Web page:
I must tell you that in the thick of autumn on a sixty-mile stretch of Michigan highway between my cold apartment and my dark office I’ve lost count of the number of mangled deer carcasses staining the concrete shoulder, whiplashed, eyes vacant, thin necks assuredly bent at some horrendous angle, clumps of bones and fur scattered across the lanes, and the fallen leaves around the bodies as dark as dried blood, everything eventually going brown, but the putrid mess is there and gone before I can bother to signal and veer toward the outskirts of the splatter, something I should be more prepared for given the routine nature of this occurrence, even though perhaps there is nothing natural about this scene at all, the machine proficiently cradling me, the cruise control set at seventy-five miles per hour, much too fast for animals to fully comprehend; I nearly hit a deer myself the other morning, a mature doe clopping across an on-ramp before it leapt onto the median, my brakes thankfully holding tight so that my white sedan was not smeared in red, and I fretted that as the doe moved along she would soon be trapped, still needing to cross the other half of the road, likely to be unseen in the hazy minutes before sunrise, again this being Michigan in late fall, but somewhere in the middle of this reflection I remember that this particular kind of survival is all up to chance, nothing more than bad luck and consequential timing, any of us could make a fatal misstep at any moment, whereas far away from this otherwise mundane section of roadway there are millions of civilians being intentionally bombed, thousands dead in the instant of a catastrophic blast or slow under the weight of rubble, the tons of murderous explosives manufactured and purchased with the taxes I pay to fill this very vehicle with harmful fossil fuel, so that I can commute to my job, so that I can occasionally shop at the fancy grocery store, the whole of my weak existence complicit in so many atrocities, and I should never forgive myself (and I never will), but this is not even to mention the mass displacement and forced starvation, the homes abandoned and the keepsakes left behind, the brutality of erasure occurring in real time, violence begetting more violence with nothing learned, and by the time I’ve tried to process my guilt and grief, emotions that do nothing for anyone but me, my sadness yet another cowardly method to trick myself out of taking meaningful action, the sun has risen high enough in the rearview to hurt my vision, and the traffic has worsened, and the precarity of my commute has fallen away to brightly lit comfort, for I will arrive at the office and lose the day to emails and meetings, convinced the forthcoming evening will finally be the one where I stay up late and solve my inconsistencies, that I will land on how I can make a demonstrable difference beyond shaking my head at the newspaper, but in truth I realize this pattern of passivity could sum up my entire life, for I’ve been doing everything in my power to hold the steering wheel steady, alert and terrified that the tiniest mistake will prevent me from reaching my destination safely and on time.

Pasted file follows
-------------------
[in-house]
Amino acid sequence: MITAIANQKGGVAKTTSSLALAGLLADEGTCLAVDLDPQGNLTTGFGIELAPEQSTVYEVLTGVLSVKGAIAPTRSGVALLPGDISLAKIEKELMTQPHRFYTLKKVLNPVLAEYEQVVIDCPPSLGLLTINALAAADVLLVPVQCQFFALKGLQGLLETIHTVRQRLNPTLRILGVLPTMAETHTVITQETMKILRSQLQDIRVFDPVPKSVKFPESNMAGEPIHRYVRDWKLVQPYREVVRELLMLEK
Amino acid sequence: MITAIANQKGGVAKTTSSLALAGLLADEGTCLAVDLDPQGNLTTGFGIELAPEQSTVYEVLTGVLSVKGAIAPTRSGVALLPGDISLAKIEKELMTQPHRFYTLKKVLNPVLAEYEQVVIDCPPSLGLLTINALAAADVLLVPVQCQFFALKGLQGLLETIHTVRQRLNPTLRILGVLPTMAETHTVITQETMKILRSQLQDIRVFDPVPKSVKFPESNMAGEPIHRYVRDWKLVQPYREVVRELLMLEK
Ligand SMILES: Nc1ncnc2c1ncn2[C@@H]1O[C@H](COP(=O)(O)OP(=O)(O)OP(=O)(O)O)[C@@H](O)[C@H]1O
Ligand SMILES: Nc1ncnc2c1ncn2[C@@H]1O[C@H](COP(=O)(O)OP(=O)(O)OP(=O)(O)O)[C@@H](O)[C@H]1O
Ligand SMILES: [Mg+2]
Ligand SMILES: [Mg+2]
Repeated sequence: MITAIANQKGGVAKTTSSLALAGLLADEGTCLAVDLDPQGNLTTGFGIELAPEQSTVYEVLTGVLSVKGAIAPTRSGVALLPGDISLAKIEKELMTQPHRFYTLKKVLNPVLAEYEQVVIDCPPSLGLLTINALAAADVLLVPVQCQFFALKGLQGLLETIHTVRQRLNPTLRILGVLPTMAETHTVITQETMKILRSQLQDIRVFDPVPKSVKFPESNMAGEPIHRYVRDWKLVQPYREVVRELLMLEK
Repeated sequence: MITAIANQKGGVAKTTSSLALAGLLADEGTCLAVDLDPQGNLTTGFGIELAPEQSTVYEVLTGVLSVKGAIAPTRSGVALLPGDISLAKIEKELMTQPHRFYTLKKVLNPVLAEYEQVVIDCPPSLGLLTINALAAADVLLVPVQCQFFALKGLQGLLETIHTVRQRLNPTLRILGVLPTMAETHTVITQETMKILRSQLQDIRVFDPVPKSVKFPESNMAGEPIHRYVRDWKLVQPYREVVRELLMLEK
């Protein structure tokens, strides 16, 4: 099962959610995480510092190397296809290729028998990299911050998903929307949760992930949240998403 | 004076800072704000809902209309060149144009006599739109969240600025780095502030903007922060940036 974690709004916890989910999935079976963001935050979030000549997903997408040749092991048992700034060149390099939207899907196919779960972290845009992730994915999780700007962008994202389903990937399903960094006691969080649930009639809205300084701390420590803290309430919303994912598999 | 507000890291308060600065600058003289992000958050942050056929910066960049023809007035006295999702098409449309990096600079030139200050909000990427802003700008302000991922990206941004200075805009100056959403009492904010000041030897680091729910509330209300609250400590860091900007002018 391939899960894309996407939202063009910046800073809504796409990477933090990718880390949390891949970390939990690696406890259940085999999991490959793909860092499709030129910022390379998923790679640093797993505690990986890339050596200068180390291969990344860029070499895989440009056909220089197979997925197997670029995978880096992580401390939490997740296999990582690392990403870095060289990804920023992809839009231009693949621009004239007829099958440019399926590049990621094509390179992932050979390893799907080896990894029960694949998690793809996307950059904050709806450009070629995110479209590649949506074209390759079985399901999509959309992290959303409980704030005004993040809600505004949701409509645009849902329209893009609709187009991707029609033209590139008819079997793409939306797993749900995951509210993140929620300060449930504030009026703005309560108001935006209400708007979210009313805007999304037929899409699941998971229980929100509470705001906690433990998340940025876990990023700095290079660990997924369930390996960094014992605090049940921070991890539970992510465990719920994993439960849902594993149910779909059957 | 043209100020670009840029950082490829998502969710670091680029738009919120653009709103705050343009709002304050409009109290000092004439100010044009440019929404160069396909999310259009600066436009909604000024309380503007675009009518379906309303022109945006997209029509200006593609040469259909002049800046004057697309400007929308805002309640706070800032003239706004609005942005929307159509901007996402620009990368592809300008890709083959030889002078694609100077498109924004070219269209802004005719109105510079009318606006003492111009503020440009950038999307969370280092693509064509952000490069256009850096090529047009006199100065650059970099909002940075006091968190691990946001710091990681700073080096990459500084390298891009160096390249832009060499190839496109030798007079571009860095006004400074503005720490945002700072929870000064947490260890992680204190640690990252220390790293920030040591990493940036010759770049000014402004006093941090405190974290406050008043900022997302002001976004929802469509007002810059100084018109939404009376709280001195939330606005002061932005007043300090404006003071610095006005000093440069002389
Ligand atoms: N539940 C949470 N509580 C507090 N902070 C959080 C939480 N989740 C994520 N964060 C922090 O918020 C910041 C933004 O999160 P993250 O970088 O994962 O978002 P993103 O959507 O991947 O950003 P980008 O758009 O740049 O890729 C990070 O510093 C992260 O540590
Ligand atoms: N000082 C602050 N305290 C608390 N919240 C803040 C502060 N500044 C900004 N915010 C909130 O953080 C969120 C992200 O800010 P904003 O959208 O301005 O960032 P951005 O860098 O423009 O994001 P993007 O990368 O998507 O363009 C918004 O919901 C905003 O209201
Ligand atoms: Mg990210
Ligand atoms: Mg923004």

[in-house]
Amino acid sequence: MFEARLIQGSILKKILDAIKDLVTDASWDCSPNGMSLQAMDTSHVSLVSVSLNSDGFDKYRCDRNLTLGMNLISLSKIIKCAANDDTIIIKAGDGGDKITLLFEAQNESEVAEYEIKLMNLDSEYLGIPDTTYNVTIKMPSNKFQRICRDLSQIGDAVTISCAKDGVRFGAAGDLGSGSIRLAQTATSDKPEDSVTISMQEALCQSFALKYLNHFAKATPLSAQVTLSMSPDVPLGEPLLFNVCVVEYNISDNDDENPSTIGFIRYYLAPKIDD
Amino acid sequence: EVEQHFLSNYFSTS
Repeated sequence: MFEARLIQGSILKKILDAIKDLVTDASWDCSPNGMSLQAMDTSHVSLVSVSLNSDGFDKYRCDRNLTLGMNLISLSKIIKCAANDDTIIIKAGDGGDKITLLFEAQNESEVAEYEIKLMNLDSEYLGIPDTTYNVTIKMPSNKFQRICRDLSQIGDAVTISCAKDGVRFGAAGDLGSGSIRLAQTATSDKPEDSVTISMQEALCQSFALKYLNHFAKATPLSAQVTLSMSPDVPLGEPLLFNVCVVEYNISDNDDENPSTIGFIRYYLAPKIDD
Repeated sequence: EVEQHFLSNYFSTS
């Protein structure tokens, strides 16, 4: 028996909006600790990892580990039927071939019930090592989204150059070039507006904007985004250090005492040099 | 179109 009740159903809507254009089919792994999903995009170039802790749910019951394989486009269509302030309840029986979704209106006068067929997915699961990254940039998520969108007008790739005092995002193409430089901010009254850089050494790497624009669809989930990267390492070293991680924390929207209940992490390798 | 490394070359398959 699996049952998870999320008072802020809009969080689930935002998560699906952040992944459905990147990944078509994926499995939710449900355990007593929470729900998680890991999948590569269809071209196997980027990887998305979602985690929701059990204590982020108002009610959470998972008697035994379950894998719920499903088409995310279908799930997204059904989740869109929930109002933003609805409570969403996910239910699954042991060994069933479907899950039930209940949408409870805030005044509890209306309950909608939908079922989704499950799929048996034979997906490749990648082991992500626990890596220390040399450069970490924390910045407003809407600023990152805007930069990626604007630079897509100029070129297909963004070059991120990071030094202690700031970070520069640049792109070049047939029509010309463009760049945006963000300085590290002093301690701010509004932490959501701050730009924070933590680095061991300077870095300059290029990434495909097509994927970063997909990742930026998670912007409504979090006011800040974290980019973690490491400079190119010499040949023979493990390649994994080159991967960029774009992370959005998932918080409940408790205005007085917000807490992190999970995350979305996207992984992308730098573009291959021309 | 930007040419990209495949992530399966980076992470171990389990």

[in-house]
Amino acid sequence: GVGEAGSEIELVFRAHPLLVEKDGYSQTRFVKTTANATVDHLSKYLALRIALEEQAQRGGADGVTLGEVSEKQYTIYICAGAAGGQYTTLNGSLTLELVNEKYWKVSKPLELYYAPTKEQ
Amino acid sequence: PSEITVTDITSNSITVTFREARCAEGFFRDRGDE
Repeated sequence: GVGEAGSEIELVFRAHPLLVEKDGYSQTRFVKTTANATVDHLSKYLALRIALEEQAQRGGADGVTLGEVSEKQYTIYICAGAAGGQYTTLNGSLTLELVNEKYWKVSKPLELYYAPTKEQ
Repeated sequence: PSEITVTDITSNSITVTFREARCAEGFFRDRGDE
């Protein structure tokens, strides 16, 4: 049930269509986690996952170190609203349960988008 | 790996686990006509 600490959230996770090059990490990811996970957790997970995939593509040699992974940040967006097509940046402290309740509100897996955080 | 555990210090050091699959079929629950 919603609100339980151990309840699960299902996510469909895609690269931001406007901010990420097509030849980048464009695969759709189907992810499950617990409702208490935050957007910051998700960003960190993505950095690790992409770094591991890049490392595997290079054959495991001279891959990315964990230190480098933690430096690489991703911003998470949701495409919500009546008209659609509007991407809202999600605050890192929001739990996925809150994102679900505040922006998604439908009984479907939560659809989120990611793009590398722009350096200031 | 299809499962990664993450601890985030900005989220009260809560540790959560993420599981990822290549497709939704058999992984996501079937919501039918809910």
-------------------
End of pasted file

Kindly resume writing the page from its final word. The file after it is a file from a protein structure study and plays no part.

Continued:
Aram Mrjoian is the Editor-in-Chief of The Rumpus and a 2022 Creative Armenia – AGBU Fellow. His debut novel, Waterline, will be published by Harper Via in 2025. Find his work at arammrjoian.com.

Artwork by Marvin Liberman